torah for everyday life
The Weekly Parsha
Each week we read a section of the Torah and a complementary section from the Prophets. Click on the button to get the details about this week’s parsha.
Here are the main categories of articles on Thinking Torah
chumash – 5 books of moses
Parsha Summaries Index
The Written Torah is divided into 54 parshiot. One parsha is read every week on Shabbat. On Thinking Torah you will find a brief summary of each parsha with links to related articles.
Bereshit / Genesis
The Torah begins with God creating the universe and mankind. Though God is concerned with all of mankind, He eventually chooses Avraham and his family to be His messengers to the world.
Shemot / Exodus
This book begins with the Jewish people enslaved in Egypt. God chooses Moshe / Moses to bring His people out of Egypt. After the redemption He gives His people the Torah and commands them to build the Tabernacle.
Vayikra / Leviticus
The focus of this book is the divine service in the Tabernacle. The book describes which offerings to bring and who is qualified to bring them. There is also an emphasis on the holiness required for divine service.
Bamidbar / Numbers
After receiving the Torah and the instruction in Vayikra, the Jewish people are poised to enter the land of Israel. However, they reject the opportunity. This rejection leads to the famous 40 years of “wandering” in the wilderness.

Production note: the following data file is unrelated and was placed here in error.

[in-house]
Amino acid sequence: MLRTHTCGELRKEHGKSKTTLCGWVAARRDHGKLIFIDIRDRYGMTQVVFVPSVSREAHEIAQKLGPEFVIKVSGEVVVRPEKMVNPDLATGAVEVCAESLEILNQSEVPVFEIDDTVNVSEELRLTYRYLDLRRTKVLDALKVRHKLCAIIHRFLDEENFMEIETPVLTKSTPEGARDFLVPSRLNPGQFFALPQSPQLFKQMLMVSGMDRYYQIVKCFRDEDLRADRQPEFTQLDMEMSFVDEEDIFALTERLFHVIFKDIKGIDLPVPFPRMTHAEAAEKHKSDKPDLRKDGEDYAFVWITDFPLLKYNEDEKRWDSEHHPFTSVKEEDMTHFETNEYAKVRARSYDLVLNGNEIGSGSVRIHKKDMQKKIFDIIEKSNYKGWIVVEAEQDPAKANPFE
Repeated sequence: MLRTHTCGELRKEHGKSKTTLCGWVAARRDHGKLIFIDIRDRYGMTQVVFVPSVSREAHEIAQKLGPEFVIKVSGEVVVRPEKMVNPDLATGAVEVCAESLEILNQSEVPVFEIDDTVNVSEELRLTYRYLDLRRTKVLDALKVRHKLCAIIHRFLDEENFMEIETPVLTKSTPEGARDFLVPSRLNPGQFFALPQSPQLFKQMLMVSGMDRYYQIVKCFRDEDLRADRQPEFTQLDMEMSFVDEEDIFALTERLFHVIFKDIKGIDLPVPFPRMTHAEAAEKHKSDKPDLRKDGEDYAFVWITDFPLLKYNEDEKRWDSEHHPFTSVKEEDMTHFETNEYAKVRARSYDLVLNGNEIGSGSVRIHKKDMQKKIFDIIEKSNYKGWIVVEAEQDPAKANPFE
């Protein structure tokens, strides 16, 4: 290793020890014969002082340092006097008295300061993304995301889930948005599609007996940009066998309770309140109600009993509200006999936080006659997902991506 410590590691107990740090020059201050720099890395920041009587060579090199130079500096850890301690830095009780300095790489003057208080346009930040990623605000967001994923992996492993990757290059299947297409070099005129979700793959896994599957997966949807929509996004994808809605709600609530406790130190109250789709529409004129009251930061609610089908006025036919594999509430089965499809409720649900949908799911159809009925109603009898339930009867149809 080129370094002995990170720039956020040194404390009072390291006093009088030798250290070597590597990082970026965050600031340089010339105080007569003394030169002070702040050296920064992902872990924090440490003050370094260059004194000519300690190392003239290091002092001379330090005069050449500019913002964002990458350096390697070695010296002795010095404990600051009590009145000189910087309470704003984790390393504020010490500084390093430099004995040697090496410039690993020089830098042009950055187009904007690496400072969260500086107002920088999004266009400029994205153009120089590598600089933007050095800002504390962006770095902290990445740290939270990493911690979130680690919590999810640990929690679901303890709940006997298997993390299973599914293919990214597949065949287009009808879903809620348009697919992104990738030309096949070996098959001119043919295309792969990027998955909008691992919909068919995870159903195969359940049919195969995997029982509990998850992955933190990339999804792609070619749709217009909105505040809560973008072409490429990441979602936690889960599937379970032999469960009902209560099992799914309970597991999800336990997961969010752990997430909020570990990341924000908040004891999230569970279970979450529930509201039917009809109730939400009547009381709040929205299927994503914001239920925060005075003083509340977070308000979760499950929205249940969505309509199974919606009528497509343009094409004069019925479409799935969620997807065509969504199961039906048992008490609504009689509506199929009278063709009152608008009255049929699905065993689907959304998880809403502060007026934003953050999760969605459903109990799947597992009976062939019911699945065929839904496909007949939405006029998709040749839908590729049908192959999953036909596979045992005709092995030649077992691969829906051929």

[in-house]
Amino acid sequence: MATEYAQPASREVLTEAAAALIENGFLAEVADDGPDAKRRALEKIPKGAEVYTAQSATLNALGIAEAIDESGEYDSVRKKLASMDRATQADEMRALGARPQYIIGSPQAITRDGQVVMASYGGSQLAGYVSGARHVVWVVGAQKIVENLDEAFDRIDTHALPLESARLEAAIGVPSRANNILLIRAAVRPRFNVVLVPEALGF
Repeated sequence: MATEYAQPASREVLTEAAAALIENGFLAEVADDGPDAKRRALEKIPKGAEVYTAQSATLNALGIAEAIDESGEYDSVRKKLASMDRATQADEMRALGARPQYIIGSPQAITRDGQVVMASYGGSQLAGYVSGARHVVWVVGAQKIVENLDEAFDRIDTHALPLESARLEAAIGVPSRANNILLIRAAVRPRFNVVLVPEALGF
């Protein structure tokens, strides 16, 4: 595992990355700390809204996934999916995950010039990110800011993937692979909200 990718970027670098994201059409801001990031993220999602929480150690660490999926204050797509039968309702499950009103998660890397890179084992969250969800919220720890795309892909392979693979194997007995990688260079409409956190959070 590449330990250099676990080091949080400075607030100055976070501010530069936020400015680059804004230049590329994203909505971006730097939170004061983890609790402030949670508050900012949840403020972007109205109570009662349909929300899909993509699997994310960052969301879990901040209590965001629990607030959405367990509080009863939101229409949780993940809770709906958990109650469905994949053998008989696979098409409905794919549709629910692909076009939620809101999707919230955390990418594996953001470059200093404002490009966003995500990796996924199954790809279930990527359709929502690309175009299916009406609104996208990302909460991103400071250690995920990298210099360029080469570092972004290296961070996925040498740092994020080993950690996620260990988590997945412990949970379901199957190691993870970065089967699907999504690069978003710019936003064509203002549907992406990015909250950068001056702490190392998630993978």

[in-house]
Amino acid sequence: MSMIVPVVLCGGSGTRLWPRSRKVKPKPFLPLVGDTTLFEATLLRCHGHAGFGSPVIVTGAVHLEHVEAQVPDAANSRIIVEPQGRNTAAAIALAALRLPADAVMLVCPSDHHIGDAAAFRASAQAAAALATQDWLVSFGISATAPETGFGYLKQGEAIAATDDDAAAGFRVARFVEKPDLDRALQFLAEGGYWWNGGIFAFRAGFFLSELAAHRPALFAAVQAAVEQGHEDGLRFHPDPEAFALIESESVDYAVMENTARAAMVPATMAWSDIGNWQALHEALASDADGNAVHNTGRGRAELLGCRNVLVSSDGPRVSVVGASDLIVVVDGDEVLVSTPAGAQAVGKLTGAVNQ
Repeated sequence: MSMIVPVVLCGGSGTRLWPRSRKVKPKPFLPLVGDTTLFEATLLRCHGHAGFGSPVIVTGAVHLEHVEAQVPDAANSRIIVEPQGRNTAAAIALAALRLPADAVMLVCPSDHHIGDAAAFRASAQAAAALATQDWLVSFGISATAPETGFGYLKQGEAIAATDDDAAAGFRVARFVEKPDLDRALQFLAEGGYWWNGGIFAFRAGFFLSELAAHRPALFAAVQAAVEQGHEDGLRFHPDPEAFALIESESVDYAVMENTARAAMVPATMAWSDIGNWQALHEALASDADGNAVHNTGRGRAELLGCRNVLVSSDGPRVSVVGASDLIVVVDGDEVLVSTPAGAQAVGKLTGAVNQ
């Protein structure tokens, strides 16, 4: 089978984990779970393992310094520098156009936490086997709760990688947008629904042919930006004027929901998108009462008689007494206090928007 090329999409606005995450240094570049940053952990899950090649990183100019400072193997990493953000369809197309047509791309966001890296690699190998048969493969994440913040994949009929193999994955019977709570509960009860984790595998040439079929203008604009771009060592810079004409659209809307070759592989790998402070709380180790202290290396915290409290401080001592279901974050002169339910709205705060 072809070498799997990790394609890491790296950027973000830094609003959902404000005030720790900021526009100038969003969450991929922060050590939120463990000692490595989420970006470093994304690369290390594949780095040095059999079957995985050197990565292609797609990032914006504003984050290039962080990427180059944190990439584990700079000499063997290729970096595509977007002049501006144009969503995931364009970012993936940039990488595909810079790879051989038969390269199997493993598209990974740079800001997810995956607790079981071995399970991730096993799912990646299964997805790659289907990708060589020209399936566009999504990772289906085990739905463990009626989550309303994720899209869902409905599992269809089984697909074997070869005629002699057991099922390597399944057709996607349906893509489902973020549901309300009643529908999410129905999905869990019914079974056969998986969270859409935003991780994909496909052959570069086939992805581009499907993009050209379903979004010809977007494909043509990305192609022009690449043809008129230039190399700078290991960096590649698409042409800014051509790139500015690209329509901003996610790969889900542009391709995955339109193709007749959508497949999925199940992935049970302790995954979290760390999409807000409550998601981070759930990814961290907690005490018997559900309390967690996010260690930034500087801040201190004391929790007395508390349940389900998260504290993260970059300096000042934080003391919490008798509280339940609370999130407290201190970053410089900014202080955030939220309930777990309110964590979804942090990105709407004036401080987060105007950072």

Devarim / Deuteronomy
At the end of 40 years, the Jewish people are camped on the border of the land of Israel. Moses spends the last weeks of his life reviewing the Torah with the people. The Torah ends with the death and burial of Moshe.
the jewish year
Rosh Chodesh / New Month
Rosh Chodesh (literally “head of the month”) is the celebration of the beginning of a new month on the Jewish calendar. Each year has 12 or 13 months that are either 29 or 30 days long.
Yom Tov / Holidays
The pilgrimage festivals in the Torah are Passover, Shavuot, and Sukkot. There are two other holy days called Rosh Hashanah (New Year) and Yom Kippur (Day of Atonement). Yom Tov also includes the rabbinic holidays of Purim and Chanukah.
The Jewish people are known as “the people of the Book.” Of course, that book is the Torah. There are many other books that come across my desk every year. Some of the most interesting ones are reviewed here.
Hashkafa / Jewish Outlook
This is a very broad category where I will include topics from the most mundane to the sublime. The point is, Judaism is not merely concerned with Jewish law. There is also deep concern with every aspect of life.
Thinking Torah is not a news website and I have no desire to cover the Jewish news in Israel or the rest of the world. However, there will be events that I cannot and will not resist commenting on.